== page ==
In our study, QOL was significantly improved in both groups with no difference between the different doses. In contrast, quality of life improvement in idiopathic overactive bladder was documented in another study when BTX-A bladder injections at 200 U improved QoL in patients with OAB symptoms and IDO refractory to anticholinergics for at least 24 weeks. [16]

Interestingly, Shahid Khan et al. found significant improvement in QOL after BoNT/A injection, which was sustained and reproducible after repeat injections. [17]

With the mean duration efficacy of 6.3 months, our study proved the efficacy of BTX-A in the treatment of refractory overactive bladder. Patient received 200 U BTX-A had less number of urgency and frequency as compared to 100 U BTX-A; however, it was not statistically significant. A second urodynamic testing after six months would have been helpful to evaluate the differences in the duration of the BTX-A different doses.

Patients should be fully counseled on the risks of urinary retention and trained in intermittent catheterization before the procedure. Post-void residual assessment should be part of follow-up and patients should be warned of possible presentations.

BTX-A administration using the dose of 200u can cause significant increases in post void residual volume, that is more than150 ml in 38% of patients [12] or more than 200 ml in 43% of patients. [16]

In this study, only three patients developed acute urinary retention, two after 200u BTX-A and one after 100u BTX-A; they all required clean intermittent catheterization (CIC); however, we used 200cc as an indication for CIC and this might explain the lower rate of urinary retention.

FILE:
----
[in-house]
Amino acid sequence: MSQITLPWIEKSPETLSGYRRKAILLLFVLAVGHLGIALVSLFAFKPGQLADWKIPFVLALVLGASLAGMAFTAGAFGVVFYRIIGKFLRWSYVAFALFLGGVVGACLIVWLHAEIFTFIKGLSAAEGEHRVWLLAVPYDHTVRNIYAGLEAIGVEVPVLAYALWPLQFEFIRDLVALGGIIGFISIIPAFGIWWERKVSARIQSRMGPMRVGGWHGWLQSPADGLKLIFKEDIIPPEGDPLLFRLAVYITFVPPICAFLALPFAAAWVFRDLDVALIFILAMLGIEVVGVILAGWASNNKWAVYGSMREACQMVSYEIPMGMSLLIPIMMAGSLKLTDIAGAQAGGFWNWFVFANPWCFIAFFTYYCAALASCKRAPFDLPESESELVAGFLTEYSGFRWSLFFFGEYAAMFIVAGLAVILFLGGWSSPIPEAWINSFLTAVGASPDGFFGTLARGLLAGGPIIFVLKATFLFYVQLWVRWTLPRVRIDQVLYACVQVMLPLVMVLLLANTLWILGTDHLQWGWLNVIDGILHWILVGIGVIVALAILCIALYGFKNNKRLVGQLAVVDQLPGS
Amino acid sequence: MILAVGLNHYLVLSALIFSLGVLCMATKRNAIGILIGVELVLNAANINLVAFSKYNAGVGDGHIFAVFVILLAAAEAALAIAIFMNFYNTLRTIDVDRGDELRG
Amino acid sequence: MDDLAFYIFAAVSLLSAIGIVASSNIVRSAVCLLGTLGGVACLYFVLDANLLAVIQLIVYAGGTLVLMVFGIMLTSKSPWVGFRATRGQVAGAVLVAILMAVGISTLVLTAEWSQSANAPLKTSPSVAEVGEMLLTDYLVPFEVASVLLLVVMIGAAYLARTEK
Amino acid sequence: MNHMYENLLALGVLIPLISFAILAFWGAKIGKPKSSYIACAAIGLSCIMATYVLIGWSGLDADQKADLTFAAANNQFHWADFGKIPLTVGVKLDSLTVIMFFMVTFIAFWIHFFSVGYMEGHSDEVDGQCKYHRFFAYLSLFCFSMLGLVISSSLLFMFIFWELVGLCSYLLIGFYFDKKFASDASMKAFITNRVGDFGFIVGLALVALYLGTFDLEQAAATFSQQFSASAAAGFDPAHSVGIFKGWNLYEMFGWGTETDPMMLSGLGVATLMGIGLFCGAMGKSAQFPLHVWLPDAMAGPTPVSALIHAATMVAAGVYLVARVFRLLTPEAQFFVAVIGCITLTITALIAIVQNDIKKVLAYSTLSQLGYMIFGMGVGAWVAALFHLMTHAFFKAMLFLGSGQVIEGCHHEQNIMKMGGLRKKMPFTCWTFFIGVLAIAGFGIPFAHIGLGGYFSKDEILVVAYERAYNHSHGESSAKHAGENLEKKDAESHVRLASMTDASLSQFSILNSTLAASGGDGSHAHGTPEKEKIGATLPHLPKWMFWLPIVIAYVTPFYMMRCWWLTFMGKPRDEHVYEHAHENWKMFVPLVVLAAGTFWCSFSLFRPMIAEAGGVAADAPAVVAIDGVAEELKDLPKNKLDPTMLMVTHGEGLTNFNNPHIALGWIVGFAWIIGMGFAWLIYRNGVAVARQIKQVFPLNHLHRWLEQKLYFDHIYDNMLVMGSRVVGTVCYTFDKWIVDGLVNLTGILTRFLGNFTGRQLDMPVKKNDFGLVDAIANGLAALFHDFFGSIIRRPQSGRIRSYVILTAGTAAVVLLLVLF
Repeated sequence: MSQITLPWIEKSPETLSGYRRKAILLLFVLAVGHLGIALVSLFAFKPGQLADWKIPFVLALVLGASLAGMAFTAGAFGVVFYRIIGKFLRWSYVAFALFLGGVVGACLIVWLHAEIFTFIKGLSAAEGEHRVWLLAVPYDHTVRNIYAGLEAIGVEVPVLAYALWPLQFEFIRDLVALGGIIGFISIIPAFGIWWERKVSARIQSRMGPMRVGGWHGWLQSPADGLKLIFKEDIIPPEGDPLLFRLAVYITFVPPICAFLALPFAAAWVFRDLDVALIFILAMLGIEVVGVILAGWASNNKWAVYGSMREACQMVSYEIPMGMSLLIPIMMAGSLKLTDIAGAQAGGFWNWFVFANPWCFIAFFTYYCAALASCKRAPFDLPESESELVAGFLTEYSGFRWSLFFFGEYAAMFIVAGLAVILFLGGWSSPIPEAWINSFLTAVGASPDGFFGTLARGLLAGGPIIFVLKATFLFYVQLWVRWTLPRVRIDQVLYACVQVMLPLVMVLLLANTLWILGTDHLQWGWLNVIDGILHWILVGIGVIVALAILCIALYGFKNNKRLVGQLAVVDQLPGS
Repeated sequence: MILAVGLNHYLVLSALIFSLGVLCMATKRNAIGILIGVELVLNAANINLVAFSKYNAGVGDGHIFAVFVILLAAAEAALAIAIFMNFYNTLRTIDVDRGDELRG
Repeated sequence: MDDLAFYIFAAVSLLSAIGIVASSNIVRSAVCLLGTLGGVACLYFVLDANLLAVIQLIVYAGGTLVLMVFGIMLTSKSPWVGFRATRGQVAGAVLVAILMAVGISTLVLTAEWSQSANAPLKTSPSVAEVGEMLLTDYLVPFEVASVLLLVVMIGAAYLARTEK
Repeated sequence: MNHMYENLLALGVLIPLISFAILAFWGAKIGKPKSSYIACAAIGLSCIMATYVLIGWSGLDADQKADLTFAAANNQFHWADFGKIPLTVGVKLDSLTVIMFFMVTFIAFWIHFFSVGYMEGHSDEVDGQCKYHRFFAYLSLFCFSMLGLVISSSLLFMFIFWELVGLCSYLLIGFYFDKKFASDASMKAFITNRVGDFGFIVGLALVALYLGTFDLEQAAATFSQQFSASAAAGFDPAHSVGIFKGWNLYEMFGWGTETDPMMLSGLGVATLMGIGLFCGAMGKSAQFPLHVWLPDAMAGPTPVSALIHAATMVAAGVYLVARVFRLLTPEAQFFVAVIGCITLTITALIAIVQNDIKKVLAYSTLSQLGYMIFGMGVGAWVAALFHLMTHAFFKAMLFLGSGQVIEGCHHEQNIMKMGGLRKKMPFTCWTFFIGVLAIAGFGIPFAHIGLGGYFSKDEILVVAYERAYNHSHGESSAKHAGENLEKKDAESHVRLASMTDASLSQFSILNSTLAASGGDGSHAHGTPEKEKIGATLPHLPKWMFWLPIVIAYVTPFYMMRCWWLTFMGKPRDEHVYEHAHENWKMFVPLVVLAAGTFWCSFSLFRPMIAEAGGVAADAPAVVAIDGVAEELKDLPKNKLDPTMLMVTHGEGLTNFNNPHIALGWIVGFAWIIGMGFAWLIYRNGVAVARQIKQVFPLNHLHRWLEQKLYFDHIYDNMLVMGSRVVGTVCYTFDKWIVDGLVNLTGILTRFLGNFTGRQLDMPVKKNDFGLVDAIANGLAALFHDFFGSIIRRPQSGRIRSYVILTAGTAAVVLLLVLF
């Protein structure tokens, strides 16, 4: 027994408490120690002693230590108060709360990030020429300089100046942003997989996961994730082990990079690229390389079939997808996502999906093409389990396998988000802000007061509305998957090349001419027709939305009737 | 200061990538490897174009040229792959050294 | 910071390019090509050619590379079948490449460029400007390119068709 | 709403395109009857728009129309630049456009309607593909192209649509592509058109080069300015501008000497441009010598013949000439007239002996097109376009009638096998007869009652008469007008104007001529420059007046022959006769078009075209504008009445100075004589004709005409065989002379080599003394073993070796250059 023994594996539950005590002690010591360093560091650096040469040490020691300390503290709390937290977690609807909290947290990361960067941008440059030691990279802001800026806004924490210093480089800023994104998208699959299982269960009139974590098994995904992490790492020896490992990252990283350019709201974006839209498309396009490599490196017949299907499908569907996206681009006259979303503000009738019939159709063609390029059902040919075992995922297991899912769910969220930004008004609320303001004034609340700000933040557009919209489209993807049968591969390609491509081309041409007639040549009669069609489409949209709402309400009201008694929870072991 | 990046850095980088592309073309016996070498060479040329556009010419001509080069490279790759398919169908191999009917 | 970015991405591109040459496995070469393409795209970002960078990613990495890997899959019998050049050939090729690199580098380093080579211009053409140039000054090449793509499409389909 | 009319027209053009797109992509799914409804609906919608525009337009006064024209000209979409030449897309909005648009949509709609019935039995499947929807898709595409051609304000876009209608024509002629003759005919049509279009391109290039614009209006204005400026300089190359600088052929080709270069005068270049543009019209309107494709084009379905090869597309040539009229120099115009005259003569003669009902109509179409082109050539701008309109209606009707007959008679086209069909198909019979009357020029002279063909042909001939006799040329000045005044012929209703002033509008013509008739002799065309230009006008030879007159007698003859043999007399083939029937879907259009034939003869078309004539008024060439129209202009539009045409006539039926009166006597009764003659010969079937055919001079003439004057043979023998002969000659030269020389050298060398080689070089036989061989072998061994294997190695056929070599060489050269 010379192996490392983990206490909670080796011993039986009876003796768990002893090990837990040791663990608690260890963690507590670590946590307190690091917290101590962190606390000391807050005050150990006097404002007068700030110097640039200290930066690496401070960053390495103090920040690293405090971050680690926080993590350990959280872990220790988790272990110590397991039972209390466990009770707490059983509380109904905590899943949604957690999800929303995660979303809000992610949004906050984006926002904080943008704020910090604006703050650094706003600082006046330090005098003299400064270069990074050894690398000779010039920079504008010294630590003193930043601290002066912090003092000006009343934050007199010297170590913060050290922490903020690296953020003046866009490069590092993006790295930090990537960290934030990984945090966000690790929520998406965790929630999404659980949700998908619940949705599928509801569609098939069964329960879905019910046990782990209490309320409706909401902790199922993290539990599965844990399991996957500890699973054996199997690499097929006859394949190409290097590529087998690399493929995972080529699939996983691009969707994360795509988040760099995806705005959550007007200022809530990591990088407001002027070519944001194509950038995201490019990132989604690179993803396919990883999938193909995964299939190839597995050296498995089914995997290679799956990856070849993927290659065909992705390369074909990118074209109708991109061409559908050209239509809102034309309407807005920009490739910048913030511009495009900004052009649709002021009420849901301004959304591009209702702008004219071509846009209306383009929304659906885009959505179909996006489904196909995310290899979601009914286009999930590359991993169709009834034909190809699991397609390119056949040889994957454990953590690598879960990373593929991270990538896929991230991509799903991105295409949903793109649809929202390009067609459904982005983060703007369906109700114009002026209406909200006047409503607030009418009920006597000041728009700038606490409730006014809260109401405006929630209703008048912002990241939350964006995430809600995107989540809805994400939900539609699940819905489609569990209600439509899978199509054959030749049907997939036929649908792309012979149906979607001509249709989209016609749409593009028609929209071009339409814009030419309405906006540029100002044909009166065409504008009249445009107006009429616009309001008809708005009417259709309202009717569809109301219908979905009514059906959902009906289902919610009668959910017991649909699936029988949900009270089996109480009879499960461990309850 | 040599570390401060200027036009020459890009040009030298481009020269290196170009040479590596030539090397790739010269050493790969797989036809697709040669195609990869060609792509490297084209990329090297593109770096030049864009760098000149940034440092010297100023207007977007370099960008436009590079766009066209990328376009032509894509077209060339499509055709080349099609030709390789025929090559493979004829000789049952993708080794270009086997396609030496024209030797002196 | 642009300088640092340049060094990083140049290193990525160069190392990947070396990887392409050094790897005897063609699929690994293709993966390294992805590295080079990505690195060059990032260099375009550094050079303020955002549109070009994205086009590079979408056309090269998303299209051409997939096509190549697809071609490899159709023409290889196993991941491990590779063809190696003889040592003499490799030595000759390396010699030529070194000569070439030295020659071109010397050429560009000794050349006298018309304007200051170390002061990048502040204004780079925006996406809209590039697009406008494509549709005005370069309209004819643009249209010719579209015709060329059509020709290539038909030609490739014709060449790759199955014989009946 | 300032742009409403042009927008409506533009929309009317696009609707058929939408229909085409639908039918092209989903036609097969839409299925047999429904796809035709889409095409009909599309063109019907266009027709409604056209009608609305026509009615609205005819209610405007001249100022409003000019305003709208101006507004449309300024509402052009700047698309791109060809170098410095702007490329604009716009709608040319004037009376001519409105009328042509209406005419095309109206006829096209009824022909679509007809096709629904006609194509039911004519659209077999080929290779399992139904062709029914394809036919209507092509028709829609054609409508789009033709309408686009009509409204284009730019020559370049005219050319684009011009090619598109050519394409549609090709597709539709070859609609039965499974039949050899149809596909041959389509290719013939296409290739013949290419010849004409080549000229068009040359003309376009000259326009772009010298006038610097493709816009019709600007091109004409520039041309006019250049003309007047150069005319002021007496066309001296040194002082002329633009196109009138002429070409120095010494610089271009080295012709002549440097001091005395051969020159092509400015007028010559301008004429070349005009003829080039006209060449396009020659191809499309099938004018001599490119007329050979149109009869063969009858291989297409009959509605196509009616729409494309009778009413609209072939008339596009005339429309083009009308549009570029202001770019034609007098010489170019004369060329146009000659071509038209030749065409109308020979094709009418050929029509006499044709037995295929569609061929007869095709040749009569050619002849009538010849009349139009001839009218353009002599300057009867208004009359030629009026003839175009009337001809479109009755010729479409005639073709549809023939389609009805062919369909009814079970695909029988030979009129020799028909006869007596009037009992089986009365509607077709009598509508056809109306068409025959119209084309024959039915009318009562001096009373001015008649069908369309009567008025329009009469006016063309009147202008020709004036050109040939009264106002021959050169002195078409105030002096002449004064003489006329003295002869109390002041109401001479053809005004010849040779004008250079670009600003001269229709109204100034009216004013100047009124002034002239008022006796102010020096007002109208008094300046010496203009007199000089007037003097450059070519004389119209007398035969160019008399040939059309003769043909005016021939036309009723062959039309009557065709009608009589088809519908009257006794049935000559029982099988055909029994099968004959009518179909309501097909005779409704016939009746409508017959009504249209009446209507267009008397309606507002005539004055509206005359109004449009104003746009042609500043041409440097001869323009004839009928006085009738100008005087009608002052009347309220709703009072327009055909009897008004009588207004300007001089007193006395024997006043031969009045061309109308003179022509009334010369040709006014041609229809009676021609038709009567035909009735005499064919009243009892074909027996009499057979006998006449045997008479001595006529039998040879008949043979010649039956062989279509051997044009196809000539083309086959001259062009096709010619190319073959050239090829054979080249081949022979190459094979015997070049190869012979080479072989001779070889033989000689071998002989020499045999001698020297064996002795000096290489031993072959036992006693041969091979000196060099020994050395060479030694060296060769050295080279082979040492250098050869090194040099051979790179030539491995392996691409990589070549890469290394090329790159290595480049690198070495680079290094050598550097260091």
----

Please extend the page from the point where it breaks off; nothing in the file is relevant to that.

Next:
The dosage of 100 u of BTX was chosen in this trial as the control since it has been the standard dose used in many previous studies and determined as a treatment of choice for idiopathic overactive bladder. [14],[16],[17],[18] To our knowledge, this is the first prospective randomized study using 100u and 200u botox-A in the idiopathic overactive bladder population with comparison of voiding diary data, urodynamic data, and QOL data between patients.

Thirty nine patients were evaluated and after excluding the patients with high post void residual and recurrent UTI and bladder outlet obstruction, only 22 patients were included.

We can clearly say that our study was limited by the less number of patients and the short follow-up period. Placebo-arm would have been warranted in our trial; however, it was rejected by the ethical committee in our hospital.


   Conclusion Top


BTX-A at 100u and 200u appears to improve symptoms, urodynamic parameters and QoL. Dose of 200u was insignificantly superior in decreasing urgency for three months. All other parameters show no superiority of 200u when compared to 100u of BTX. However at this time with the limited number of patients, we cannot give a definite conclusion concerning the superiority of one dose versus the other. There is an urgent need for a larger study looking for dose, volume, depth, number and location of injections.

 
   References Top

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2.Herschorn S, Hewitt RJ. Patient perspective of long-term outcome of augmentation cystoplasty for neurogenic bladder. Urology 1998;52:672-8.  Back to cited text no. 2
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3.Van Ermengem E. Classics in infectious diseases. A new anaerobic bacillus and its relation to botulism. Zeitsch Hyg Infekt 1897;26:1-56.  Back to cited text no. 3
    
4.Montecucco C, Schiavo G. Structure and function of tetanus and botulinum neurotoxins. Q Rev Biophys 1995;28:423-72.  Back to cited text no. 4
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5.Apostolidis A, Popat R, Yiangou Y, Cockayne D, Ford AP, Davis JB, et al. Decreased sensory receptors P2X3 and TRPV1 in suburothelial nerve fibers following intradetrusor injections of botulinum toxin for human detrusor overactivity. J Urol 2005;174:977-82.  Back to cited text no. 5